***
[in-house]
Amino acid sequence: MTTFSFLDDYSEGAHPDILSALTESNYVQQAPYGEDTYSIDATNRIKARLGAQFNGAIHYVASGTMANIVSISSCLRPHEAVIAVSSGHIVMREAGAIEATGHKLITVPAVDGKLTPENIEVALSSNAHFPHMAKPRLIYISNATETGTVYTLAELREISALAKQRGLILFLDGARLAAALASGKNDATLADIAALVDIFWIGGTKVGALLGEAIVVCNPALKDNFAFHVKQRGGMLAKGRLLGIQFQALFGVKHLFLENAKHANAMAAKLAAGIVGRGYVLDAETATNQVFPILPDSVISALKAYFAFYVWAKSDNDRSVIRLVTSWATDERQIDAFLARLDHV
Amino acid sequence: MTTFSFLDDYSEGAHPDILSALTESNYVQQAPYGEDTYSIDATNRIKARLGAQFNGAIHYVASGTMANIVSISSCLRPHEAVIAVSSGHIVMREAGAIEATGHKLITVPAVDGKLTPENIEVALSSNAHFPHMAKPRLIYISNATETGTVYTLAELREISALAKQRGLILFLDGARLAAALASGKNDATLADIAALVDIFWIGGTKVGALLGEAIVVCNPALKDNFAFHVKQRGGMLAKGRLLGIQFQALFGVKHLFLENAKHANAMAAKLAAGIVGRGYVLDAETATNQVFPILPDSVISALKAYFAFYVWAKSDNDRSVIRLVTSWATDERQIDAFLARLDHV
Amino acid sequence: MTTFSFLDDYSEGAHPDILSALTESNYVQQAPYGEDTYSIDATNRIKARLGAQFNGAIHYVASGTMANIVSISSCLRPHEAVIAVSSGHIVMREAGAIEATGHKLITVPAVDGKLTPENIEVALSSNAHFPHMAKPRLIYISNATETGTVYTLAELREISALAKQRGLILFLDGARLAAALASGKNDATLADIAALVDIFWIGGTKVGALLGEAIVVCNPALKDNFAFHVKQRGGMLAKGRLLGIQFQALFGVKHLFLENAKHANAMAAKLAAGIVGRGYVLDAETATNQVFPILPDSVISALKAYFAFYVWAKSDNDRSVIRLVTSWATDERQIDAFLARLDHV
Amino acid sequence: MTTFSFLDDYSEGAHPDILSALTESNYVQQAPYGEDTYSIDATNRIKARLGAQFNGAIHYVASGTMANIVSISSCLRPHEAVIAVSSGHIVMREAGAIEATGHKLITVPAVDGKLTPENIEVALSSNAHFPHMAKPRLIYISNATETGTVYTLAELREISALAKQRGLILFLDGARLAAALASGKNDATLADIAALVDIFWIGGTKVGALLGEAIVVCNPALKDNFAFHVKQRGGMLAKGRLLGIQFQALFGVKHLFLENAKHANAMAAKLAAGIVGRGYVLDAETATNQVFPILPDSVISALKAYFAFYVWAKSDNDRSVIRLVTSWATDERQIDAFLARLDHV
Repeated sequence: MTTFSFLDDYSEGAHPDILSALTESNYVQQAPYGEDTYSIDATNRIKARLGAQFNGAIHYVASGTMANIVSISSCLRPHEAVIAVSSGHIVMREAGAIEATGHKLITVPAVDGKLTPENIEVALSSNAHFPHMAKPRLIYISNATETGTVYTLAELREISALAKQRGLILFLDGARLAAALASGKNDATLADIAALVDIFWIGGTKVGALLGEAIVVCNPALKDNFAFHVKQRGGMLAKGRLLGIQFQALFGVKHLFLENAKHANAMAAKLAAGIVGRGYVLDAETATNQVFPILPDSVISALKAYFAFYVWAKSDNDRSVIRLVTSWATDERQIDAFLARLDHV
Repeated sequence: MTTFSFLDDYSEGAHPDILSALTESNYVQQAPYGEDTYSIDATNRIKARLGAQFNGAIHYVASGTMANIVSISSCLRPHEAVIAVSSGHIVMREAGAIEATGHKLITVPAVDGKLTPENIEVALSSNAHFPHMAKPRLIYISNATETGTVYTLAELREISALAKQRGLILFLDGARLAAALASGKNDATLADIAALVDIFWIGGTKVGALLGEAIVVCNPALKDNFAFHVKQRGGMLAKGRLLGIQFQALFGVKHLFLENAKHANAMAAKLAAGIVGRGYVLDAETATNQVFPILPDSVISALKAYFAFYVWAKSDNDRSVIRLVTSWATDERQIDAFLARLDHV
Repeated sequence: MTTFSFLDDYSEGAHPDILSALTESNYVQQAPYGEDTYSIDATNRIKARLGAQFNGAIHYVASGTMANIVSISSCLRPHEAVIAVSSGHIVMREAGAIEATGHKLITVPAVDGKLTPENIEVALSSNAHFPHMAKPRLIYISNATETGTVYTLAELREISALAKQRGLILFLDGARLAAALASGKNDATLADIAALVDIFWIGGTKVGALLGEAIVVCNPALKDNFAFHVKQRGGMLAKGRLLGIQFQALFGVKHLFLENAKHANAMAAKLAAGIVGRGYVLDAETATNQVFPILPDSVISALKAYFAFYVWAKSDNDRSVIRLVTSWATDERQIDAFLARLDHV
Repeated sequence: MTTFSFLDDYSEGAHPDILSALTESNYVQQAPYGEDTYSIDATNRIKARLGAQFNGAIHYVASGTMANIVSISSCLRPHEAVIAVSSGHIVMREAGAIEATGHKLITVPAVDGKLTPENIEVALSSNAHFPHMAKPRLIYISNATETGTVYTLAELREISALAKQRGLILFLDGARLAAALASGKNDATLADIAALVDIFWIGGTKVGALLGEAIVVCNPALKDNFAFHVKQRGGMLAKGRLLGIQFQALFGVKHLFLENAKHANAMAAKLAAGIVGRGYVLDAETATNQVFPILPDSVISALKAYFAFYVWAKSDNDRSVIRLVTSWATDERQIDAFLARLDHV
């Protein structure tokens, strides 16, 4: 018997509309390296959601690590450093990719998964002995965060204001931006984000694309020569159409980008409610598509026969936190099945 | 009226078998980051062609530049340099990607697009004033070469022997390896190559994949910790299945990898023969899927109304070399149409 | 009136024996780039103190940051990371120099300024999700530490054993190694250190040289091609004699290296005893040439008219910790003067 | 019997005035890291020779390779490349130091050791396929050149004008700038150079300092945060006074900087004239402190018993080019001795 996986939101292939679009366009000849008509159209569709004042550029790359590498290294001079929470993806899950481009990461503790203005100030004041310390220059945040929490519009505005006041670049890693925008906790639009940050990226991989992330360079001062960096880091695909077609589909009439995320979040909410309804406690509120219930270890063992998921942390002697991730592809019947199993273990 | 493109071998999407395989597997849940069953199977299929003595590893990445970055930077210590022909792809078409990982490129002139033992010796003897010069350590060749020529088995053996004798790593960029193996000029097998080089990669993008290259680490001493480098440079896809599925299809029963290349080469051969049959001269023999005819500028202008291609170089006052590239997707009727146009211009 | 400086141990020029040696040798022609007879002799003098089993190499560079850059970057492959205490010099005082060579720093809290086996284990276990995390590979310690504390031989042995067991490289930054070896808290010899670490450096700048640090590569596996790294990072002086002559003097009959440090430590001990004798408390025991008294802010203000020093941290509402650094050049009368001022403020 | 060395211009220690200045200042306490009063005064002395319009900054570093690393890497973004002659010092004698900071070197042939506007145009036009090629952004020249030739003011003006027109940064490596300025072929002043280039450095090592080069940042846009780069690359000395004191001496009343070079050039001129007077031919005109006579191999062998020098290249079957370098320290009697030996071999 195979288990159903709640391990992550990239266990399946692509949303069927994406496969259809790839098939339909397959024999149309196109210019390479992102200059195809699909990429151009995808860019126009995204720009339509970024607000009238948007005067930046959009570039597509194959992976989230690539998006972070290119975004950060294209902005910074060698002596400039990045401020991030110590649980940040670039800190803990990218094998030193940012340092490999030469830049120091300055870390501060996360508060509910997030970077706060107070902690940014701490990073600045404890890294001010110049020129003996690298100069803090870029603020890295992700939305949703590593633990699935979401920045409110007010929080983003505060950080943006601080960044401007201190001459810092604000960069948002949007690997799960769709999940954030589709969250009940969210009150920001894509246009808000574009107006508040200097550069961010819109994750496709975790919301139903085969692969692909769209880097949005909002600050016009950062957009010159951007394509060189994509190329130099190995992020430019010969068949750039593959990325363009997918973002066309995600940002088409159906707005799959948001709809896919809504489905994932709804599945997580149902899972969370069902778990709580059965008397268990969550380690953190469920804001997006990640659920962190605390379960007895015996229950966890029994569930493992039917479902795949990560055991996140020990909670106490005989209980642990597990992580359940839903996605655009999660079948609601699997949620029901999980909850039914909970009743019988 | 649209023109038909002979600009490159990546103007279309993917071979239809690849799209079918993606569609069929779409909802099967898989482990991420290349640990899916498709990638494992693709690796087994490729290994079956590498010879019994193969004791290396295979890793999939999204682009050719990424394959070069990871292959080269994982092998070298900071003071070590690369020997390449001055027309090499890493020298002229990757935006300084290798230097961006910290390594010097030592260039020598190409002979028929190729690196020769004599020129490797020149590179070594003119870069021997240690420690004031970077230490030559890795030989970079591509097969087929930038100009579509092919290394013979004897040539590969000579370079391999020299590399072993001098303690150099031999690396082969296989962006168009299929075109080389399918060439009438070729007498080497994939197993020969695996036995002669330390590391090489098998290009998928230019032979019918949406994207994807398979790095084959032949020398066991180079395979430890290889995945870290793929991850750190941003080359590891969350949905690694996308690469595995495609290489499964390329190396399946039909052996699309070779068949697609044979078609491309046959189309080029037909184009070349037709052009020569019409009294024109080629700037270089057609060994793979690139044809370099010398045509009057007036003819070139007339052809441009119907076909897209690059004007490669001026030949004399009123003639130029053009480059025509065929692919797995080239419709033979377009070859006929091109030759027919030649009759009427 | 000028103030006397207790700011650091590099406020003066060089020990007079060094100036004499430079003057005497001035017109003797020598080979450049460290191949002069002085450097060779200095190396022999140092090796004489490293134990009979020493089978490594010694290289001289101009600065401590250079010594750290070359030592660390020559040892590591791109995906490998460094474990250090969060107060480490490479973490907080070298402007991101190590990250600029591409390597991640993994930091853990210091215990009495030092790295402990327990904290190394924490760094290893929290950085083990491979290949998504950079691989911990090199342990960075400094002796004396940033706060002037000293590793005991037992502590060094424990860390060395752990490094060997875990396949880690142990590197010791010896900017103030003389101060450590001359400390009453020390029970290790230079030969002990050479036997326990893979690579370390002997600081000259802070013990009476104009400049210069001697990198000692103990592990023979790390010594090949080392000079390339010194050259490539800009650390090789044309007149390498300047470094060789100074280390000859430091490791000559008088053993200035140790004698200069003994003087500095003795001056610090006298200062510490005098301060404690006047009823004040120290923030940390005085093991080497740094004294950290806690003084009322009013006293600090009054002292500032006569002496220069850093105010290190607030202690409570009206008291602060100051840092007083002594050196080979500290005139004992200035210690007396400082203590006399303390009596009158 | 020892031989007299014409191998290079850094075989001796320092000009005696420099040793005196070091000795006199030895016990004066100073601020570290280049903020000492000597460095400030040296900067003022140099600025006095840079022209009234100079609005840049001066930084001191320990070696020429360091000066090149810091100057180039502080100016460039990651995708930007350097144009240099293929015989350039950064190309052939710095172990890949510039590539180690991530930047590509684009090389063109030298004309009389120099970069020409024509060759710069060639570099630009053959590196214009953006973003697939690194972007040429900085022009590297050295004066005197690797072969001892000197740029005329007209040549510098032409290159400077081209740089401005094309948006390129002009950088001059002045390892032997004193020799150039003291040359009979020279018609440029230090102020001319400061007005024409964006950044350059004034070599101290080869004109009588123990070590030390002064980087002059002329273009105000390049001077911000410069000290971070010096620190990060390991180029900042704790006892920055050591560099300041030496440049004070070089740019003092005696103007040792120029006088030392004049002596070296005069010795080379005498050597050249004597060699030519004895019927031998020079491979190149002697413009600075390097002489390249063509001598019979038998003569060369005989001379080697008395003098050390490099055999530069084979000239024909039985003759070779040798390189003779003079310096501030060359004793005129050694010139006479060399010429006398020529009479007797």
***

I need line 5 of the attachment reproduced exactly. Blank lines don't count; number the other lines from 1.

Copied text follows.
Amino acid sequence: MTTFSFLDDYSEGAHPDILSALTESNYVQQAPYGEDTYSIDATNRIKARLGAQFNGAIHYVASGTMANIVSISSCLRPHEAVIAVSSGHIVMREAGAIEATGHKLITVPAVDGKLTPENIEVALSSNAHFPHMAKPRLIYISNATETGTVYTLAELREISALAKQRGLILFLDGARLAAALASGKNDATLADIAALVDIFWIGGTKVGALLGEAIVVCNPALKDNFAFHVKQRGGMLAKGRLLGIQFQALFGVKHLFLENAKHANAMAAKLAAGIVGRGYVLDAETATNQVFPILPDSVISALKAYFAFYVWAKSDNDRSVIRLVTSWATDERQIDAFLARLDHV